68TH ARMOR REGIMENT
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Distinctive Unit Insignia


Description/Blazon
A Silver color metal and enamel device 1 inch (2.54 cm) in height overall consisting of a shield blazoned: Azure, a lion passant Argent, eyed and detailed of the first. Attached below and to the sides of the shield a Silver scroll inscribed "VENTRE A TERRE" in Black letters.

Symbolism
The colors, blue and white, associate the organization with Infantry. The lion symbolizes the power of a Tank Regiment. The motto translates to "With Great Speed."

Background
The distinctive unit insignia was originally approved for the 68th Infantry Regiment on 23 March 1937. It was redesignated for the 68th Armored Regiment on 18 September 1942. It was redesignated for the 68th Tank Battalion on 22 November 1943. The insignia was redesignated for the 68th Medium Tank Battalion on 29 August 1952. It was redesignated for the 68th Armor Regiment on 15 November 1957. It was amended to update the description on 17 November 2010.




Coat of Arms


Description/Blazon

Shield

Azure, a lion passant Argent, langued and claws Gules.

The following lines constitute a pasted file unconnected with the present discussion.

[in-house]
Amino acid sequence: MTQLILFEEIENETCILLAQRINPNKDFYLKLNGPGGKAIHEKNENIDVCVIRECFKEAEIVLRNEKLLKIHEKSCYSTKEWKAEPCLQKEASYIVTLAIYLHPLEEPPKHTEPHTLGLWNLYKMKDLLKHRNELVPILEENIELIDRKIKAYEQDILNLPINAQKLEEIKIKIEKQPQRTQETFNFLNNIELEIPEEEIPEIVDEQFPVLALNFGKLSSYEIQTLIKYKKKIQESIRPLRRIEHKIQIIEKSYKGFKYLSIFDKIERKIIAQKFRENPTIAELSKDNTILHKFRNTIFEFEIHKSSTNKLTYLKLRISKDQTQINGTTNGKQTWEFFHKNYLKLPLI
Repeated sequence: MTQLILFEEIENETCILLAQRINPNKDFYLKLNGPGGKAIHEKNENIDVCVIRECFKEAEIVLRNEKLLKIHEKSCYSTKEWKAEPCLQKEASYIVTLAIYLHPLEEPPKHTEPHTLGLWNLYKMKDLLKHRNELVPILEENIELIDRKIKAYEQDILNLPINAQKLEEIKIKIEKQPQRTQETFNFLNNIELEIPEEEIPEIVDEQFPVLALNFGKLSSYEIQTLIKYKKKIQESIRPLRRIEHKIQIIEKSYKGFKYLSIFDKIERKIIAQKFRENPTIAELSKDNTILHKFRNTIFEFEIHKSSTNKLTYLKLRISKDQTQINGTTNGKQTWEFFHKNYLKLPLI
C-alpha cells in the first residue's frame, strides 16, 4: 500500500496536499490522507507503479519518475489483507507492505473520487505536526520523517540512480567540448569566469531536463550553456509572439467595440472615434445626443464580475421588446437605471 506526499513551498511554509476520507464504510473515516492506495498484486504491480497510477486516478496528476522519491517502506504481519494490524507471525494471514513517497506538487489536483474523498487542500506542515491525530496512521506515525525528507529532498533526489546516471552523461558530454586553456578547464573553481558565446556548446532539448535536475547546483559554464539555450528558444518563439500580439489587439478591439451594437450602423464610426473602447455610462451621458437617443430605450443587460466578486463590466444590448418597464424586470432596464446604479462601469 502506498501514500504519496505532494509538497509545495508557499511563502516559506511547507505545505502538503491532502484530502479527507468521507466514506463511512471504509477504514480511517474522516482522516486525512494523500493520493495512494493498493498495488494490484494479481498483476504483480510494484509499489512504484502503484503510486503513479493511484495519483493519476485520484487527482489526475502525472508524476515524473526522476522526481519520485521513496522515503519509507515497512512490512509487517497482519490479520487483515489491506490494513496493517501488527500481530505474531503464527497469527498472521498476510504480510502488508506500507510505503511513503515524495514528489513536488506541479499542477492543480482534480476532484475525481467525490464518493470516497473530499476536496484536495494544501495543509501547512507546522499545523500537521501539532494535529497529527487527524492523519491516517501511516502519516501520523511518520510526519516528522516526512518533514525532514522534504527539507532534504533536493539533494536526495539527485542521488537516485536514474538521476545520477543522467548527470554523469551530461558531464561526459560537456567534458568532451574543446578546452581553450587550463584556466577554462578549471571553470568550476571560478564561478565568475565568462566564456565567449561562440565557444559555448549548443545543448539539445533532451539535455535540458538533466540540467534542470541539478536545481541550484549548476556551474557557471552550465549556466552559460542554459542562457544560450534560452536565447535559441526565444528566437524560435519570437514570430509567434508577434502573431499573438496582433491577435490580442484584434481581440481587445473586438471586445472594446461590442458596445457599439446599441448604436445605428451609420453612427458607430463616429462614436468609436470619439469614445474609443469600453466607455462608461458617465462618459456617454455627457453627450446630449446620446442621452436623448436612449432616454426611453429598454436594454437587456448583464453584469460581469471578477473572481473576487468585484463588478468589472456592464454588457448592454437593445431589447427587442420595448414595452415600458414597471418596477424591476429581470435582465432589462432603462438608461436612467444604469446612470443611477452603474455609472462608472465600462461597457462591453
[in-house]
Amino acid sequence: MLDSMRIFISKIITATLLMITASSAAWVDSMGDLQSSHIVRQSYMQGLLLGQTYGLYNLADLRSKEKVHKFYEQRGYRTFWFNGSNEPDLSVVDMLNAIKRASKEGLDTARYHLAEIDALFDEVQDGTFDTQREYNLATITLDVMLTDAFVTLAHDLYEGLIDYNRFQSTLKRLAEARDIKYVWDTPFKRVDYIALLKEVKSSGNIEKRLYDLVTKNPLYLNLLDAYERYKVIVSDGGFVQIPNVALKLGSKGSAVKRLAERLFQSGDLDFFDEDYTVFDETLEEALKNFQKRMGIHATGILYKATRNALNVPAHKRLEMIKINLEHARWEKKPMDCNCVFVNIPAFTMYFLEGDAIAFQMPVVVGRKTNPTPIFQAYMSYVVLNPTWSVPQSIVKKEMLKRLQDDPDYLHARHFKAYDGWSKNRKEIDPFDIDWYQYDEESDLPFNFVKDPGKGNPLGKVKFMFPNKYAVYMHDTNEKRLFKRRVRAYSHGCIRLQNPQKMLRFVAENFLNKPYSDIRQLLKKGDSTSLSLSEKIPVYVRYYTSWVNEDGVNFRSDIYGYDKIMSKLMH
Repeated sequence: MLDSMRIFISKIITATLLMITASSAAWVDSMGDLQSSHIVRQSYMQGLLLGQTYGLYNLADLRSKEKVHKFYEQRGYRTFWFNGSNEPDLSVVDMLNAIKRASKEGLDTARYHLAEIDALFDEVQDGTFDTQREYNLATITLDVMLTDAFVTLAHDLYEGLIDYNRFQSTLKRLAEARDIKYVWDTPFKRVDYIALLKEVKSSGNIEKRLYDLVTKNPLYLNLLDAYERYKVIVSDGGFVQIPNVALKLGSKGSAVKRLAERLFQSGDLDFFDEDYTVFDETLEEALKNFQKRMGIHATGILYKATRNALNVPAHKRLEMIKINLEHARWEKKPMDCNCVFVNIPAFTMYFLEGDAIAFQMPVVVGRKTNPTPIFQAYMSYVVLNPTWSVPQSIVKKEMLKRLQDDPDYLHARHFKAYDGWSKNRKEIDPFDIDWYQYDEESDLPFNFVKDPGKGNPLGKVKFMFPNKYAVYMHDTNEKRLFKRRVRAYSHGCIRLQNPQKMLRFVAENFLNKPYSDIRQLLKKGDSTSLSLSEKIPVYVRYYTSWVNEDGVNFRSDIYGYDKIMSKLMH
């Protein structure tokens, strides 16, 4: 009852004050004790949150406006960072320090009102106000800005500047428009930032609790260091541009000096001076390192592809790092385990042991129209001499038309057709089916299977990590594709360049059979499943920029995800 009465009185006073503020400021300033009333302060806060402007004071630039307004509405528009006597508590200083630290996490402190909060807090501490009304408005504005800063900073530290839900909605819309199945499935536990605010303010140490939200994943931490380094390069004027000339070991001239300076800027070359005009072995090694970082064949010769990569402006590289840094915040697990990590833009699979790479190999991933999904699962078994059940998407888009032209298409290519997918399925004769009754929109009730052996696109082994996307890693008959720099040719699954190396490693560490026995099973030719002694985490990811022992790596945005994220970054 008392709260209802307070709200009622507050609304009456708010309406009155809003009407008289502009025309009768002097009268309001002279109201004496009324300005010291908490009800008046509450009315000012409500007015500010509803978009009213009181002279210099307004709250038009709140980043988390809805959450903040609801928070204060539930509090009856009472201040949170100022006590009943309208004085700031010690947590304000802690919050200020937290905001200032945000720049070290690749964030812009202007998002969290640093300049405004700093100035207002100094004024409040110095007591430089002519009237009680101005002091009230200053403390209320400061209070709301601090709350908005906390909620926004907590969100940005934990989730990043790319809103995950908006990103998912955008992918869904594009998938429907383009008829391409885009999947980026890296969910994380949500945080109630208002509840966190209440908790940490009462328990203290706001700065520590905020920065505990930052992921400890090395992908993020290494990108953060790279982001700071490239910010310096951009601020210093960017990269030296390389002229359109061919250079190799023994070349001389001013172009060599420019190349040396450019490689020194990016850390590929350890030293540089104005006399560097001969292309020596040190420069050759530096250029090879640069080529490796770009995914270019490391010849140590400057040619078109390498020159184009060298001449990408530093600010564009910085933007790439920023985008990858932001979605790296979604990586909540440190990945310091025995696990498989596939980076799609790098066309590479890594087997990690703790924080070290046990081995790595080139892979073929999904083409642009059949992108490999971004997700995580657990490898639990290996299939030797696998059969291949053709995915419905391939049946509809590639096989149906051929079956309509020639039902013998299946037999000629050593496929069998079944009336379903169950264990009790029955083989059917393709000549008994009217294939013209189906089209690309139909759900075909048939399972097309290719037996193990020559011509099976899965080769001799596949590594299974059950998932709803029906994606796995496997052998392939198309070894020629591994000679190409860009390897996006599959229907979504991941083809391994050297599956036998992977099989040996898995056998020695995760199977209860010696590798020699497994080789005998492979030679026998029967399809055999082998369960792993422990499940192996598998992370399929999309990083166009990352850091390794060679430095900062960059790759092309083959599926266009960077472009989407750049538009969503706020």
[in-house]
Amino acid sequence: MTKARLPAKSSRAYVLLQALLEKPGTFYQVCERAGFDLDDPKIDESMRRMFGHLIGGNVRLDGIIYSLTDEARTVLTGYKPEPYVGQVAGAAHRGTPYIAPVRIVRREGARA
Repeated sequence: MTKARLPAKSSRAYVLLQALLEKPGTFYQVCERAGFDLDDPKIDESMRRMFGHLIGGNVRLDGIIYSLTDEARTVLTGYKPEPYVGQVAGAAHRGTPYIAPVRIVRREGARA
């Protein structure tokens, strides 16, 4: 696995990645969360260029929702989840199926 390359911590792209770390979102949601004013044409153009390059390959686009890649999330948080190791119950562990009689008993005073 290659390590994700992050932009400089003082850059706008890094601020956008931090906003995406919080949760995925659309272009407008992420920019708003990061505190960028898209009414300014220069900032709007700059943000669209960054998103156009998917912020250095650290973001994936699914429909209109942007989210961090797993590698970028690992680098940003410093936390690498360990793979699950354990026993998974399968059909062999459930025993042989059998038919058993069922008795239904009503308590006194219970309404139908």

Crest

From a wreath Argent and Azure, in front of a plate charged with a hurt issuant, an anchor Sable the stock banded of six, three and three Argent (Silver Gray), Vert and of the fourth, the flukes Gules, upon the stock a demi-fleur-de-lis of the first, the centre petal of the second, surmounted on the centre of the shank by a Taeguk fimbriated of the first superimposed by a lightning bolt palewise throughout Or.

Motto

VENTRE A TERRE (With Great Speed).

Symbolism

Shield

The colors, blue and white, associate the organization with Infantry. The lion symbolizes the power of a Tank Regiment.

Crest

The anchor, a symbol of support, stands for the unit's service during World War II with the 4th Marine Division at Saipan and Tinian. The Regiment is accredited with the Presidential Unit Citation Streamer (Navy) in commemoration of those actions. The flukes of the anchor, simulating arrowheads for assault landings, are red in reference to the heavy casualties sustained in those engagements. The lightning flash alludes to the speed and fire power of Armor organizations. The fleur-de-lis is for service in France and the Taeguk for service in Korea. The blue and white base represents the shores of Europe, the Pacific Islands and Korea.

Background
The coat of arms was originally approved for the 68th Infantry Regiment on 25 March 1937. It was redesignated for the 68th Armored Regiment on 18 September 1942. It was redesignated for the 68th Tank Battalion on 22 November 1943. The insignia was redesignated for the 68th Medium Tank Battalion on 29 August 1952. It was redesignated for the 68th Armor Regiment on 15 November 1957. It was amended to add a crest on 29 December 1965. It was amended to update the description on 17 November 2010.





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